The Tax Administration issues an appealable decision when it sets the importer to follow the special procedure. A notice of the decision is delivered to the importer before the decision takes effect and the importer is provided with an opportunity to provide additional information. The appeal period is 60 days from receiving notice of the decision. Regardless of any ongoing appeal process, a decision can be enforced pursuant to § 31(2) of the Administrative Judicial Procedure Act (586/1996). If an importer wishes to obtain the imported goods as fast as possible, the importer can file and pay the import VAT separately to the Tax Administration as soon as the customs declaration has been accepted, prior to the general deadline for the VAT return and payment of VAT (§ 147, VAT Act).

Example 3: The importer is placed in a special procedure. A customs declaration on imported goods is accepted in May. The importer declares the import to the VAT return for May; however, the importer can file a separate VAT return for the import VAT in May, immediately after the customs declaration has been accepted. At the same time, the importer pays the VAT on imports using the reference number for self-assessed tax. Taxes or deductions on other business transactions, for which the tax period is May, are not yet included in the VAT return because their period of filing and payment does not end until the 12th of July. Other payable taxes and deductible taxes relevant to the May tax period must be included on the replacement VAT return to be filed on July 12 at the latest, which must also include the import VAT reported earlier. Deductions on import tax, paid separately, need to be reported in the usual manner as concern­ing the calendar month when the customs clearance decision was made. In practice, a customs clearance decision cannot be made before the VAT on imports has been paid in case the importer has been set into the spe­cial procedure. As a result, an importer placed in a special procedure will not receive the deduction before the payment has actually been made.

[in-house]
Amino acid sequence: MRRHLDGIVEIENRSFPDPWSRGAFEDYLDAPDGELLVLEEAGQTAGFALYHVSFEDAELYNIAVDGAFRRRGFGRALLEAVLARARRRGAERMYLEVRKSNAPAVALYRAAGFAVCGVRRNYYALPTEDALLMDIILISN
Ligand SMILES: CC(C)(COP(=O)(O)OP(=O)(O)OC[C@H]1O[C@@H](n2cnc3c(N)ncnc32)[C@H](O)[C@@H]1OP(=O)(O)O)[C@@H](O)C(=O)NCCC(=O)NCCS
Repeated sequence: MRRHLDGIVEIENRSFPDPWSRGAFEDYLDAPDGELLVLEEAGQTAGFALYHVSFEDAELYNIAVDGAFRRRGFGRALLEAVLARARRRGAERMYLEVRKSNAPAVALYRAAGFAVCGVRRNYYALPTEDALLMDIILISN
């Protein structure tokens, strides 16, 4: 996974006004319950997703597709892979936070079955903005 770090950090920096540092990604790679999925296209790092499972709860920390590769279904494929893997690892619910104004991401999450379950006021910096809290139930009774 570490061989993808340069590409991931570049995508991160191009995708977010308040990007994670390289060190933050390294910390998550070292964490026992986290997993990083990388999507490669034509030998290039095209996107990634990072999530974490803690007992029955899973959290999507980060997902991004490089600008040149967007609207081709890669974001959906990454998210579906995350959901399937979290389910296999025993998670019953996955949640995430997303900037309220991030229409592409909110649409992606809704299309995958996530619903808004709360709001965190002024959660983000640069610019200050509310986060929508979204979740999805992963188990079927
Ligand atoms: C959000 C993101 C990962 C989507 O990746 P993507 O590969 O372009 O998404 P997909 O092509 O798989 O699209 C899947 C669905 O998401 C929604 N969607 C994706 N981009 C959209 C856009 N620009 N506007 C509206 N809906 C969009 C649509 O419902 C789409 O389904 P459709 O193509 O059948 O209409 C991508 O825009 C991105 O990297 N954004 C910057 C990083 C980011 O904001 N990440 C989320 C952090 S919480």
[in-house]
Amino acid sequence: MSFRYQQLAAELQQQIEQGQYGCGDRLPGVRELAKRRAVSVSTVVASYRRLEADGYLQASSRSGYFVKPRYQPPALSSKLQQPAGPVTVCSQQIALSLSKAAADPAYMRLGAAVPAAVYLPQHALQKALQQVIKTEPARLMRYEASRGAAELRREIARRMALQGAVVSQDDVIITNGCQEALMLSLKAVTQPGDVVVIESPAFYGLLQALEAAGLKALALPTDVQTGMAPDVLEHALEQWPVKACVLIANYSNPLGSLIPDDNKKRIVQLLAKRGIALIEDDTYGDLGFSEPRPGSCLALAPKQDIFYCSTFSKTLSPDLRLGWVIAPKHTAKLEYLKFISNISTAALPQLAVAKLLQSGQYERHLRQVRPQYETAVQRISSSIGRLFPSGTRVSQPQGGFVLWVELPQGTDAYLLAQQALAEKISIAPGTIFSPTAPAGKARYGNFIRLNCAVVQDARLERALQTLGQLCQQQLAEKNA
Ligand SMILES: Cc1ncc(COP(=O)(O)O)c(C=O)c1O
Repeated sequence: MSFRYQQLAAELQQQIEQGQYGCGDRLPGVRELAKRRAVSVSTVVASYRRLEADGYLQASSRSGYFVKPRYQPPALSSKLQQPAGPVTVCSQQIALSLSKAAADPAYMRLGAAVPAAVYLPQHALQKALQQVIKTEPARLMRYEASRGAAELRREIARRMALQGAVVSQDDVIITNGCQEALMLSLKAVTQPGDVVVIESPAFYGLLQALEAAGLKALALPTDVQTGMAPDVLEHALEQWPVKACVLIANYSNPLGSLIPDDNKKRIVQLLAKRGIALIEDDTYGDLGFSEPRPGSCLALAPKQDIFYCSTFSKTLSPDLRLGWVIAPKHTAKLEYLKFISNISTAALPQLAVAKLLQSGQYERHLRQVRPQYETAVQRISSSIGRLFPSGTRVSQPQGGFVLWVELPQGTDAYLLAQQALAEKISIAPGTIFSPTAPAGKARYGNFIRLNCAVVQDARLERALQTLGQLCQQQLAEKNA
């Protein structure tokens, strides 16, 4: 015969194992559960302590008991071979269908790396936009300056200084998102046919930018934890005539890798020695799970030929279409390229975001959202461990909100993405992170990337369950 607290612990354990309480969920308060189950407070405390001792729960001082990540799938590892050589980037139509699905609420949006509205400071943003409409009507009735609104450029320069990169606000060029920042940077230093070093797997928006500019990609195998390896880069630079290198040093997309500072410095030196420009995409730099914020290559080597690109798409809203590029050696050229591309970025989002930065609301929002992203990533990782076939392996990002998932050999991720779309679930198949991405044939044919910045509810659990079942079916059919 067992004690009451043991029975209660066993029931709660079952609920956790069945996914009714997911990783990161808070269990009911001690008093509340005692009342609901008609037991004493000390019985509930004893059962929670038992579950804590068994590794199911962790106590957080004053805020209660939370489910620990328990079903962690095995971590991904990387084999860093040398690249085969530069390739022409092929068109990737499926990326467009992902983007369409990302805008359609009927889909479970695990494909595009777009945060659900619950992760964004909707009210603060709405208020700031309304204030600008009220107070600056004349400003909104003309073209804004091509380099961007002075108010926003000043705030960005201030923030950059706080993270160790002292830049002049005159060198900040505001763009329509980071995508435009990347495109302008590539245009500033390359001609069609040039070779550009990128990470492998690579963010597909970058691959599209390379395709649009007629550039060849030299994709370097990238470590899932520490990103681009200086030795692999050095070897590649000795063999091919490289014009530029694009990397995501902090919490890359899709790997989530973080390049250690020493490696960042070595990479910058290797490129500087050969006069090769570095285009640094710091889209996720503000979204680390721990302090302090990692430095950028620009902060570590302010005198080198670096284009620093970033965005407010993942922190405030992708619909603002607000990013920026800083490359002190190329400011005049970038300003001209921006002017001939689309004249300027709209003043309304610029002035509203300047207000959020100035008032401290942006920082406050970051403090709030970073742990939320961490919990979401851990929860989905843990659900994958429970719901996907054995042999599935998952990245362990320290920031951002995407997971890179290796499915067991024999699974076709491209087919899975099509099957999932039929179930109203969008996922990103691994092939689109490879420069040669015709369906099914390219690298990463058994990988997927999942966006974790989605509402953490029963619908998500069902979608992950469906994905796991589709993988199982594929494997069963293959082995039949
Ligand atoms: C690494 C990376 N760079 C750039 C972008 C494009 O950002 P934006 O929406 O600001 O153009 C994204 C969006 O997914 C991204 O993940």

4 Advance ruling and written guidance

Upon the written application, the Tax Administration may issue an advance ruling on how the VAT Act should be applied to a certain business transaction. The Tax Administration may also provide written guidance to persons liable to tax (§ 189, VAT Act).

Applications for advance rulings concerning VAT on imports may be processed either by the Customs or the Tax Administration. The deciding factor is whether or not the applicant is registered in the VAT register at the time when the application is filed. If the applicant is registered in the VAT register at the time when the application for advance ruling is filed, the advance ruling on the VAT on imported goods is issued by the Tax Administration. However, if the applicant is a natural person who has been entered in the VAT register and the imported goods to which the advance ruling is applied are not related to the person’s business operations, the advance ruling is issued by the Customs. The provisions concerning advance rulings issued by the Tax Administration apply, where applicable, to the issue and validity of advance rulings (§ 190(5), VAT Act).

If the applicant was registered in the VAT register at the time when the application for advance ruling was filed, it is of no significance if the applicant is removed from the VAT register during the validity of the advance ruling, or even before the advance ruling is issued.

Correspondingly, it is of no significance if the applicant of an advance ruling issued by the Customs is entered in the VAT register during the validity of the advance ruling, or even before the advance ruling is issued. The advance ruling is binding even in the above situations, provided that the facts affecting the legal issue have not changed. Removal from or entry into the VAT register in itself has no effect in practice on the binding nature of the advance ruling, because the material provisions on the taxation of imports are the same regardless of whether the party responsible for levying the VAT is the Tax Administration or the Customs.

Further information on applying for an advance ruling is available in the Tax Administration instruction ”How to file an application for advance ruling and the decision thereon” — Ennakkoratkaisuhakemuksen tekeminen ja siihen annettava päätös (available in Finnish and Swedish, link to Finnish).

 

Page last updated 11/2/2023